Top 25 Emerging Leaders
Dionne Viator, 39
Starting a new job by dissolving a financially hemorrhaging unit while negotiating with creditors and state regulators is no one's professional dream scenario.
But Dionne Viator, senior vice president and chief financial officer of General Health System/Baton Rouge (La.) General Medical Center, was "the epitome of grace under fire" during the shutdown of the Gulf South Health Plans HMO shortly after her promotion from vice president of finance to CFO in 2001, says William Holman, president and chief executive officer of both the system and hospital.
"For a new CFO, that was not the way to have your first year in any organization," Holman says of the two-location, 448-bed center. "In probably a year's time, we were able to wrap up and divest ourselves of Gulf South, for which she truly gets the credit."
He cites Viator's professionalism and integrity as primary reasons, comparing the reactions of the state attorney general and insurance commissioner staff to the old E.F. Hutton commercial with the tagline: "When E.F. Hutton talks, people listen."
"That probably wasn't true in the beginning," Holman says. "But with her presence and the accuracy she spoke with, people realized that this woman brought something to the table, and people had better listen to what she had to say."
For her part, Viator, 39, remembers Baton Rouge in her early days as "an organization with strong character but a very depleted balance sheet." Upon the divestiture of Gulf South, she was named senior vice president and led negotiations in selling eight units not central to the hospital's mission that had lost a combined $37 million in fiscal 2001.
"The growth of an integrated delivery system, which was built in the mid-'80s and perpetuated through the '90s, had depleted the organization," Viator says of General Health. "It had lost the focus on patient care. It was stretched too thin."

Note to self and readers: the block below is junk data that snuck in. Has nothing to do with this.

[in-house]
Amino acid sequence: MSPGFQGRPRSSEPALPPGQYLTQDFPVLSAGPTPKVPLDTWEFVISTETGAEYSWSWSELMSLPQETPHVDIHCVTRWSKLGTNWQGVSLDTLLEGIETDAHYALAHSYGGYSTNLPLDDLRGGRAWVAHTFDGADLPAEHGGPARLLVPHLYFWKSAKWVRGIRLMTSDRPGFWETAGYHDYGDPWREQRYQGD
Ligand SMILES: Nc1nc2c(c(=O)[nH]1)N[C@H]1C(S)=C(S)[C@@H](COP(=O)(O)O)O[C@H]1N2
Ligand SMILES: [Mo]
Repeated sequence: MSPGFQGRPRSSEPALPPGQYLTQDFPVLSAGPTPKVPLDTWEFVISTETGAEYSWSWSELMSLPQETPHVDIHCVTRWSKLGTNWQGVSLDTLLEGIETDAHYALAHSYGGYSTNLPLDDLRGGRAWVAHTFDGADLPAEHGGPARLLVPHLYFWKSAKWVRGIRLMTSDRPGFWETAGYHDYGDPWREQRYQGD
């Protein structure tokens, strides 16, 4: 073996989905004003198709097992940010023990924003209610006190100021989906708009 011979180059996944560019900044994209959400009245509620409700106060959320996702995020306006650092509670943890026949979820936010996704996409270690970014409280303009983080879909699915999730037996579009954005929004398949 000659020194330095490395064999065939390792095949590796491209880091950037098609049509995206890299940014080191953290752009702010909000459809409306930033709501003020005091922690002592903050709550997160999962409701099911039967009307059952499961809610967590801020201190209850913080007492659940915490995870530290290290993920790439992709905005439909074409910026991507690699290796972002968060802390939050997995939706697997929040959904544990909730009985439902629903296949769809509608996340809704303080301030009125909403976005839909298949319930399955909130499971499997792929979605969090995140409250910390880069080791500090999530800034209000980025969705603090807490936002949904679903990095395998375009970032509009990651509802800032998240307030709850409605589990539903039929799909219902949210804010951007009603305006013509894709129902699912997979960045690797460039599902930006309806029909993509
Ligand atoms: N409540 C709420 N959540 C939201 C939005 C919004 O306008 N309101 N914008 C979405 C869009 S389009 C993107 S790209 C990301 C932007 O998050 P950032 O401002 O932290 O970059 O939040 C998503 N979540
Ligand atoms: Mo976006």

The divestitures have reduced the leadership team from 200 to about 70, saving $5.5 million annually in salaries, Viator says. "We all roll up our sleeves every day," she says. "There's no ivory tower." Although the sales could have reduced the on-the-floor workforce by 25%, Holman says the hospital instead just cut positions by 7%, adding registered nurses and licensed practical nurses.
Viator also ended long-running discussions with Louisiana State University about the possible sale of the system's 343-bed Mid City campus and instead moved forward with needed investments there.
Among the results of all these changes: a reduction of R.N. turnover to 15% last year from 31% in 2000; a 29% increase in the average daily census during that same period; and the pending ground-breaking for a 98-bed expansion of Baton Rouge's 105-bed outlying facility on the south side of the city.
Viator says her negotiation and analytical skills have helped her succeed, but being a team player also has been key. "I am one opinion of a strong, talented group of individuals," she says. "Together we come up with the right answer."